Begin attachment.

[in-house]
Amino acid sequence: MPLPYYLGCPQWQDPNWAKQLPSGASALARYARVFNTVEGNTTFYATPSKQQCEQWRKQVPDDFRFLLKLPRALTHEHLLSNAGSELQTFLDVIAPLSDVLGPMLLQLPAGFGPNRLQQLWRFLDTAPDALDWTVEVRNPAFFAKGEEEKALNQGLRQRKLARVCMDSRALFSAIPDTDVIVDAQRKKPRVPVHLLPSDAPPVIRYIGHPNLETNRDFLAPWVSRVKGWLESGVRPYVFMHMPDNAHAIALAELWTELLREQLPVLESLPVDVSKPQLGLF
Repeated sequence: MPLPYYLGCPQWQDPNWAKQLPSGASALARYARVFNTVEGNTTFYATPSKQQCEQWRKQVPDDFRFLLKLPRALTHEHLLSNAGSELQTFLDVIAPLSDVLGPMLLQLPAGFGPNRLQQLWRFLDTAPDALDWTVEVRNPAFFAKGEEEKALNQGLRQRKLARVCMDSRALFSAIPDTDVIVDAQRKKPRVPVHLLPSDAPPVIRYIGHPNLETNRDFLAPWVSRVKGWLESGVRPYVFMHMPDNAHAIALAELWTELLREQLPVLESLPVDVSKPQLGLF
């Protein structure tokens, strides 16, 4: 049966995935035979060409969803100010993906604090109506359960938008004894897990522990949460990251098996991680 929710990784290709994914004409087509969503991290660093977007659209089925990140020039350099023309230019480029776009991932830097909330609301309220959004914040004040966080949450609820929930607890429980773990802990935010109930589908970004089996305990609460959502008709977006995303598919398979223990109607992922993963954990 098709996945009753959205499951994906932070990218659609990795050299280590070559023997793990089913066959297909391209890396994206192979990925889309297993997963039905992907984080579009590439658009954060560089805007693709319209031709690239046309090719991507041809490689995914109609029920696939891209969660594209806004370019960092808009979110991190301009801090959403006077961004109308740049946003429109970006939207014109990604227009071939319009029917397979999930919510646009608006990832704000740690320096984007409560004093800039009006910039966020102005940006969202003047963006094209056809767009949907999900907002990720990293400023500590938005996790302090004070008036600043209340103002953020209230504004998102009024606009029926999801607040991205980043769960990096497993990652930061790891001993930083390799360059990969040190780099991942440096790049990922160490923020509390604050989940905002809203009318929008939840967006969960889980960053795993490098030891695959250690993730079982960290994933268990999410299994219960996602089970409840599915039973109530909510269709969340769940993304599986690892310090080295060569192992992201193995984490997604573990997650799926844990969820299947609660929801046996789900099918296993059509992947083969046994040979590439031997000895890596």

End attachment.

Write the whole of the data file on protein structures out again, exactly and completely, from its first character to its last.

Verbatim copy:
[in-house]
Amino acid sequence: MPLPYYLGCPQWQDPNWAKQLPSGASALARYARVFNTVEGNTTFYATPSKQQCEQWRKQVPDDFRFLLKLPRALTHEHLLSNAGSELQTFLDVIAPLSDVLGPMLLQLPAGFGPNRLQQLWRFLDTAPDALDWTVEVRNPAFFAKGEEEKALNQGLRQRKLARVCMDSRALFSAIPDTDVIVDAQRKKPRVPVHLLPSDAPPVIRYIGHPNLETNRDFLAPWVSRVKGWLESGVRPYVFMHMPDNAHAIALAELWTELLREQLPVLESLPVDVSKPQLGLF
Repeated sequence: MPLPYYLGCPQWQDPNWAKQLPSGASALARYARVFNTVEGNTTFYATPSKQQCEQWRKQVPDDFRFLLKLPRALTHEHLLSNAGSELQTFLDVIAPLSDVLGPMLLQLPAGFGPNRLQQLWRFLDTAPDALDWTVEVRNPAFFAKGEEEKALNQGLRQRKLARVCMDSRALFSAIPDTDVIVDAQRKKPRVPVHLLPSDAPPVIRYIGHPNLETNRDFLAPWVSRVKGWLESGVRPYVFMHMPDNAHAIALAELWTELLREQLPVLESLPVDVSKPQLGLF
């Protein structure tokens, strides 16, 4: 049966995935035979060409969803100010993906604090109506359960938008004894897990522990949460990251098996991680 929710990784290709994914004409087509969503991290660093977007659209089925990140020039350099023309230019480029776009991932830097909330609301309220959004914040004040966080949450609820929930607890429980773990802990935010109930589908970004089996305990609460959502008709977006995303598919398979223990109607992922993963954990 098709996945009753959205499951994906932070990218659609990795050299280590070559023997793990089913066959297909391209890396994206192979990925889309297993997963039905992907984080579009590439658009954060560089805007693709319209031709690239046309090719991507041809490689995914109609029920696939891209969660594209806004370019960092808009979110991190301009801090959403006077961004109308740049946003429109970006939207014109990604227009071939319009029917397979999930919510646009608006990832704000740690320096984007409560004093800039009006910039966020102005940006969202003047963006094209056809767009949907999900907002990720990293400023500590938005996790302090004070008036600043209340103002953020209230504004998102009024606009029926999801607040991205980043769960990096497993990652930061790891001993930083390799360059990969040190780099991942440096790049990922160490923020509390604050989940905002809203009318929008939840967006969960889980960053795993490098030891695959250690993730079982960290994933268990999410299994219960996602089970409840599915039973109530909510269709969340769940993304599986690892310090080295060569192992992201193995984490997604573990997650799926844990969820299947609660929801046996789900099918296993059509992947083969046994040979590439031997000895890596």